How does Ilumya compare to other treatments?
Ilumya (tildrakizumab) is a biologic that was FDA approved for the treatment of moderate-to-severe plaque psoriasis in adults in 2018. There are now at least eleven biologics that have been approved to treat psoriasis; however, few trials compare one to another. All are more effective than placebo (a treatment that has no active ingredient). Other biologics approved to treat plaque psoriasis include:
- adalimumab (Humira)
- brodalumab (Siliq)
- certolizumab pegol (Cimzia)
- etanercept (Enbrel)
- infliximab (Remicade)
- guselkumab (Tremfya)
- ixekizumab (Taltz)
- ustekinumab (Stelara)
- secukinumab (Cosentyx)
- risankizumab (Skyrizi).
These agents differ in the way that they work (some inhibit tumor necrosis factor [TNF], others block cytokines, such as interleukin 12 (IL-12), IL-23 or IL-17). They also differ in how frequently they need to be administered and there is some difference in cost.
According to guidelines issued by the American Academy of Dermatology (AAD) and the National Psoriasis Foundation (NPF) in 2019 regarding the choice of biologics for plaque psoriasis:
- Biologics have a high benefit to risk profile and are an effective treatment choice for people with moderate-to-severe plaque psoriasis
- Of the 11 biologics currently available, there is no optimal or preferred biologic
- All 11 biologics have been ranked by the AAD and NPF as having grade A evidence for efficacy as monotherapy in the treatment of moderate to severe plaque-type psoriasis. Some biologics may be preferred over others for certain types of psoriatic disease (such as scalp psoriasis, nail psoriasis, and palmoplantar disease)
- Choice of biologic should be made taking into account a person’s medical and social factors
- In people who are overweight or obese, infliximab utilizes proportional-to-weight dosing and may be preferred in patients with higher body mass; Stelara also considers patient weight.
- IL-17 inhibitor treatment may reactivate or worsen IBD. TNF-α inhibitors and Stelara are approved treatments for patients with IBD and may be recommended in patients with comorbid psoriasis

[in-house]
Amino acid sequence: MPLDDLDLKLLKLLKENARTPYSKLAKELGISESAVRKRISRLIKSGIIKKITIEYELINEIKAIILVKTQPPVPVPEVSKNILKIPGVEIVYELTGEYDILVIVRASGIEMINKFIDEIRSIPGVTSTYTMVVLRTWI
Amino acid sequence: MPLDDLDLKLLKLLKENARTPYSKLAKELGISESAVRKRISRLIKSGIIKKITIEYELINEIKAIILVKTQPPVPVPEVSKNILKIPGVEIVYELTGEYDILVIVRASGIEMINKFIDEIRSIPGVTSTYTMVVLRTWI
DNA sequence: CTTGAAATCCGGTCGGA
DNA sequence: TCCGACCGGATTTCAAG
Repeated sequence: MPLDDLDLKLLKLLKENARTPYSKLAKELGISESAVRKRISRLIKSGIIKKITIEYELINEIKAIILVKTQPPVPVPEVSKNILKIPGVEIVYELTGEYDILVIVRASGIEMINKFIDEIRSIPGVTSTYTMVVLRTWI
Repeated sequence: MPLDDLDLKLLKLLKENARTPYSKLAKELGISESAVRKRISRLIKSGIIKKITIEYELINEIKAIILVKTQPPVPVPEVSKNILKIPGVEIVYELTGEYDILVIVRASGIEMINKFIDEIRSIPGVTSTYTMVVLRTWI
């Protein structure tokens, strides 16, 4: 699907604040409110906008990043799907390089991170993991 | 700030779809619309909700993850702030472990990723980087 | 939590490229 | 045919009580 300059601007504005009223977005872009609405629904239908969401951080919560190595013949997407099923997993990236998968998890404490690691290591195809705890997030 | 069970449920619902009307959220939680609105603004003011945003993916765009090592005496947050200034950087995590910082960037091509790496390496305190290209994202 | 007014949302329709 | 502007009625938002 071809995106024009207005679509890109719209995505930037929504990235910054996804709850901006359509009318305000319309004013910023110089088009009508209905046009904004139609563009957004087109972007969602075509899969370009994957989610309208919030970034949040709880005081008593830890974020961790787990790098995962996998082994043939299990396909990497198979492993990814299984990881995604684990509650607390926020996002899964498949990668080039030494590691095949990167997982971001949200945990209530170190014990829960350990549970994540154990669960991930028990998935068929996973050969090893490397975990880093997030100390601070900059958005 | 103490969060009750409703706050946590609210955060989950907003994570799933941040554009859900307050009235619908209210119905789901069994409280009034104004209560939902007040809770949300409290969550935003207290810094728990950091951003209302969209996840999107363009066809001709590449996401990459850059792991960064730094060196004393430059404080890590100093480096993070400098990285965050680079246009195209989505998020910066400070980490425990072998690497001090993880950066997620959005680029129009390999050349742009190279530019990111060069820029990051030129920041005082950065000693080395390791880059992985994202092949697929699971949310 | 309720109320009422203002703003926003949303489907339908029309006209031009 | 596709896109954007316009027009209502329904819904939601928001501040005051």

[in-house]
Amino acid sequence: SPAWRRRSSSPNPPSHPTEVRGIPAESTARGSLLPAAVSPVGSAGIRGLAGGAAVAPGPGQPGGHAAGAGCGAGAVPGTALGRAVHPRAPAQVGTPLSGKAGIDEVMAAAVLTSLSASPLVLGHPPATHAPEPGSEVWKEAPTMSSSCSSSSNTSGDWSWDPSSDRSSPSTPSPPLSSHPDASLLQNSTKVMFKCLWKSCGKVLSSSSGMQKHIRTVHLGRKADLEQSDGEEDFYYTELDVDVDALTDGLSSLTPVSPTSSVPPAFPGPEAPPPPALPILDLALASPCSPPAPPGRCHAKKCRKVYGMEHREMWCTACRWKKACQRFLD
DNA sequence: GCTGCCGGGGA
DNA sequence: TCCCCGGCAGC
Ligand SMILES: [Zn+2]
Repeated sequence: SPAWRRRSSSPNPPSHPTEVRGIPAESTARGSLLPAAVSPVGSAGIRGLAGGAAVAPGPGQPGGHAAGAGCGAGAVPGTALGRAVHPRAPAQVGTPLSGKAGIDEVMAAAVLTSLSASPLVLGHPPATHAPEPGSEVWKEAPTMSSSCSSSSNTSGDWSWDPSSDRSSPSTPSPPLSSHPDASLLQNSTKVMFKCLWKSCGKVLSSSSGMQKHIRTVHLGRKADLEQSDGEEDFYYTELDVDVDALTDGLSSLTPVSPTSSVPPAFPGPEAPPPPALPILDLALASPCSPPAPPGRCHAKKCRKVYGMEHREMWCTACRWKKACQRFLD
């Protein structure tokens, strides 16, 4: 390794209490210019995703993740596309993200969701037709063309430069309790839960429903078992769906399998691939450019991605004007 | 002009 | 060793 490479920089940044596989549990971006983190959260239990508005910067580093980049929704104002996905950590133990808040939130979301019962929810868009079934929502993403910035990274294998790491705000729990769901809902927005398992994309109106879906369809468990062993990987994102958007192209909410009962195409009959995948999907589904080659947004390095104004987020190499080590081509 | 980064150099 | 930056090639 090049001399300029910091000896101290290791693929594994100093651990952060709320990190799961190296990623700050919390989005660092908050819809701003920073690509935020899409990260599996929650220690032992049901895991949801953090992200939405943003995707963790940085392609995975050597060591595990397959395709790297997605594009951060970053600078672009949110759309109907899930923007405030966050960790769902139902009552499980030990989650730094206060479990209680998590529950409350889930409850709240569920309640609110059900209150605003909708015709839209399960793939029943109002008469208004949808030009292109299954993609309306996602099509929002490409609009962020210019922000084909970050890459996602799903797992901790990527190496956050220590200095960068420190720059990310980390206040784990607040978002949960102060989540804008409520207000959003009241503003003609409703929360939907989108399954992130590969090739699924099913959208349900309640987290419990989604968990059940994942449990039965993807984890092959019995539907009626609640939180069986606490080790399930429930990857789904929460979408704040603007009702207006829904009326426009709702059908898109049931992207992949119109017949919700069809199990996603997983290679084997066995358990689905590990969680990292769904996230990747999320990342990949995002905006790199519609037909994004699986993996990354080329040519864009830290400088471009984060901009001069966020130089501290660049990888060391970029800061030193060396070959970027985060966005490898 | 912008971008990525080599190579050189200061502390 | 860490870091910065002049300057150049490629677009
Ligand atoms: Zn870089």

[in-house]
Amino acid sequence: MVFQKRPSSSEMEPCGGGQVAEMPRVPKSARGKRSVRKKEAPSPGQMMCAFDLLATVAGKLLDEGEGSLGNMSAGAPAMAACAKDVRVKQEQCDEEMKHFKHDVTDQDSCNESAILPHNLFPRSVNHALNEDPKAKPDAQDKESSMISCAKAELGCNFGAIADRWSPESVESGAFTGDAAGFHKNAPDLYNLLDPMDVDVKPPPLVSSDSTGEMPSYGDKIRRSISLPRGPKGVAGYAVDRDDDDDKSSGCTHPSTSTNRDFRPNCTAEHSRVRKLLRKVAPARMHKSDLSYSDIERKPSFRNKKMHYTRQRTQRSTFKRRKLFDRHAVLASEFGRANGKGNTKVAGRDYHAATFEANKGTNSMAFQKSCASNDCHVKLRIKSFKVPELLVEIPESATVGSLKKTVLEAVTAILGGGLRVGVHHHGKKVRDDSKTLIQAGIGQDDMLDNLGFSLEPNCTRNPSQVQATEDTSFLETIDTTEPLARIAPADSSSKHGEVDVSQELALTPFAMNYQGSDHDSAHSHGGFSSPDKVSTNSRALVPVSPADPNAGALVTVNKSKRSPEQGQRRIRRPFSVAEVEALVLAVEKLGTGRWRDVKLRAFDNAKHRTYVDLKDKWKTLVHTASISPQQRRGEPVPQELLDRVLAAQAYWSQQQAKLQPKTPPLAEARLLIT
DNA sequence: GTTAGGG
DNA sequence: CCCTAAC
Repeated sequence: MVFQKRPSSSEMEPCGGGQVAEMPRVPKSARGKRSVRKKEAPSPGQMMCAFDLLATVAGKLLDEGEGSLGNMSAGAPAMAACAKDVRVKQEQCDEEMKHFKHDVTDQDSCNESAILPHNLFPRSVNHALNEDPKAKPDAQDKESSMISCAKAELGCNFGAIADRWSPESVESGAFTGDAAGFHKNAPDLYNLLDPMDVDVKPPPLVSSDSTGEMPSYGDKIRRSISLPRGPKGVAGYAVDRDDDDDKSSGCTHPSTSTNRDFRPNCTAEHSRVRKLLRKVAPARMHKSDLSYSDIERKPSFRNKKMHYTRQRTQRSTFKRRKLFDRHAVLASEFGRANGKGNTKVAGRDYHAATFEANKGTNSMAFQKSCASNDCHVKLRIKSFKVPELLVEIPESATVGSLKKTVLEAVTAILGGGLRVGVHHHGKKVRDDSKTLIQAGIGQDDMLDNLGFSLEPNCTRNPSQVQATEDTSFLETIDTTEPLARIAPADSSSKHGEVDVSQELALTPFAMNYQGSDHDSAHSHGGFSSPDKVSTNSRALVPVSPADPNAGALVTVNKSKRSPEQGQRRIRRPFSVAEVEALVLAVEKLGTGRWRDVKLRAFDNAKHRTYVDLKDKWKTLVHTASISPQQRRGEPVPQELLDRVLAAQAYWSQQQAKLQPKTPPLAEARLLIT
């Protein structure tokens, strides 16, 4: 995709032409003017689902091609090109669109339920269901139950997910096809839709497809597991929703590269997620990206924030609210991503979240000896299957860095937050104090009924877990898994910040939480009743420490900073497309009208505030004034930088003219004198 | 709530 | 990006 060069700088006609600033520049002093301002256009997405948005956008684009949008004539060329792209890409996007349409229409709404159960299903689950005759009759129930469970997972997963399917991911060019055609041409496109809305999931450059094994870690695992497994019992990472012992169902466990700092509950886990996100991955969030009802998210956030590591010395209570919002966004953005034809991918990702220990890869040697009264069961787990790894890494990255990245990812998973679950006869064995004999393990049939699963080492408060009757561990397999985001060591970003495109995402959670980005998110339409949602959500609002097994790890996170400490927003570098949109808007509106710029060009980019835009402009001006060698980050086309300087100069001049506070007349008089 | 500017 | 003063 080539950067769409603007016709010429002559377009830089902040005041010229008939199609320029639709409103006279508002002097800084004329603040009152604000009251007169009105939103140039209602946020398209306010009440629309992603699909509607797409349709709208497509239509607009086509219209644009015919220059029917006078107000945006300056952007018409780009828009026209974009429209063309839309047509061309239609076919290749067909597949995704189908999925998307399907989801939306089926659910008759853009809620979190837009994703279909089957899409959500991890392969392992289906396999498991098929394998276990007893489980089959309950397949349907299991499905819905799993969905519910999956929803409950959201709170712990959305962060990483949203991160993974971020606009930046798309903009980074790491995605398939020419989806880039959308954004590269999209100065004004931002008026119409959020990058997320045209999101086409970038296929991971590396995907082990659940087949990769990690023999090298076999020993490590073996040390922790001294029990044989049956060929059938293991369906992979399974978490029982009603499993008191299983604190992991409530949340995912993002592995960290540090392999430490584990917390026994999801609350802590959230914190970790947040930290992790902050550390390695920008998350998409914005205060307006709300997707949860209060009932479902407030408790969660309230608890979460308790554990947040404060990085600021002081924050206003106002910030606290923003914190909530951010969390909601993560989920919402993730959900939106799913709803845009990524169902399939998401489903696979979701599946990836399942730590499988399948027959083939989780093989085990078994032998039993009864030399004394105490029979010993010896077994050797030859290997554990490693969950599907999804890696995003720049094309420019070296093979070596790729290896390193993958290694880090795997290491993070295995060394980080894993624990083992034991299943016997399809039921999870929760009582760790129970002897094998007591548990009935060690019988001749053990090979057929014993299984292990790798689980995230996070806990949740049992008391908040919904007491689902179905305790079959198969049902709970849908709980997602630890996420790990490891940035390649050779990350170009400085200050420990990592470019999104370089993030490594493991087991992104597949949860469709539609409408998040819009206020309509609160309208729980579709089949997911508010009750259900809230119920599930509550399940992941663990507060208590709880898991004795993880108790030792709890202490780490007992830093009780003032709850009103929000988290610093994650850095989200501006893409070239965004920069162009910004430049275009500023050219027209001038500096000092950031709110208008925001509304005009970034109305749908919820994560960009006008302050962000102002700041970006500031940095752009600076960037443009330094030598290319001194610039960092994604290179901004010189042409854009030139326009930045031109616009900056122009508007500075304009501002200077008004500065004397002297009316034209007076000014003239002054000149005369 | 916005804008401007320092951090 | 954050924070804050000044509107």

- Avoid TNF-α inhibitors in people with class III and class IV congestive heart failure or multiple sclerosis
- Brodalumab has been associated with suicide, avoid in people with a history of suicidal ideation or recent suicidal behavior
- Stelara, Ilumya, and Skyrizi only require dosing every 12 weeks after administration of loading doses and maybe the best options for optimizing compliance
- Once a biologic has been decided upon, physicians should monitor how effective that biologic is and for the presence of side effects. A lack of response, loss of response, or severe side effects may warrant switching to a different biologic or the addition of other treatments.
- Biologics may be given as monotherapy or in addition to other therapies
- People who are prescribed biologics are at a higher risk for infection and important considerations need to made when immunizing and planning for surgery.
How does Ilumya compare with other IL-23 inhibitors?
The IL-23 monoclonal antibodies are the most recent generation of psoriasis biologics.
Ilumya was the second IL-23 inhibitor approved behind Johnson and Johnson’s Tremfya (guselkumab) which was approved in 2017. There is also a combined IL-12/23 inhibitor called Stelara (ustekinumab) that was first approved for plaque psoriasis in adults in 2009, and the approval then expanded to include adolescents (2017) and then children (2020). The most recent IL-23 inhibitor to be approved is Skyrizi (risankizumab), in 2019. Important differences to note include:
- After an initial loading dose, Tremfya is administered every 8 weeks, Ilumya, Stelara, and Skyrizi are administered every 12 weeks
- All are effective
- Skyrizi has a faster onset of action
- A comparative trial that compared Skyrizi to Stelara found Skyrizi to be more effective. At week 16, PASI 90 was achieved by 75% of Skyrizxi patients but only 42% of Stelara patients. By week 52, PASI90 was achieved by 82% of Skyrizi patients and only 44% of Stelara patients.
- Skyrizi also had a faster onset of action to Stelara, with 44% achieving PASI 90 by week four compared with only 19% with Stelara. Fewer adverse events were seen with Skyrizi compared with Stelara: however, the risk of serious infections was similar (but low). In people with a BMI >30, there was a slight loss of response with Skyrizi.
- Overall, Ilumya has a similar number of AEs when compared to Stelara and Tremfya.
- Pithadia DJ, Reynolds KA, Lee EB, et al. Translating the 2019 AAD-NPF Guidelines of Care for the Management of Psoriasis With Biologics to Clinical Practice MD Edge: Dermatology https://www.mdedge.com/dermatology/article/206353/mixed-topics/translating-2019-aad-npf-guidelines-care-management
- Menter A, Strober B, Kaplan D et al. Joint AAD-NPF guidelines of care for the management and treatment of psoriasis with biologics. J Am Acad Dermatol 2019;80:1029-72. https://www.jaad.org/action/showPdf?pii=S0190-9622%2818%2933001-9
- Ilumya (tildrakizumab-asmn) 07/2020 Sun Pharmaceutical Industries, Inc. https://www.drugs.com/pro/ilumya-injection.html
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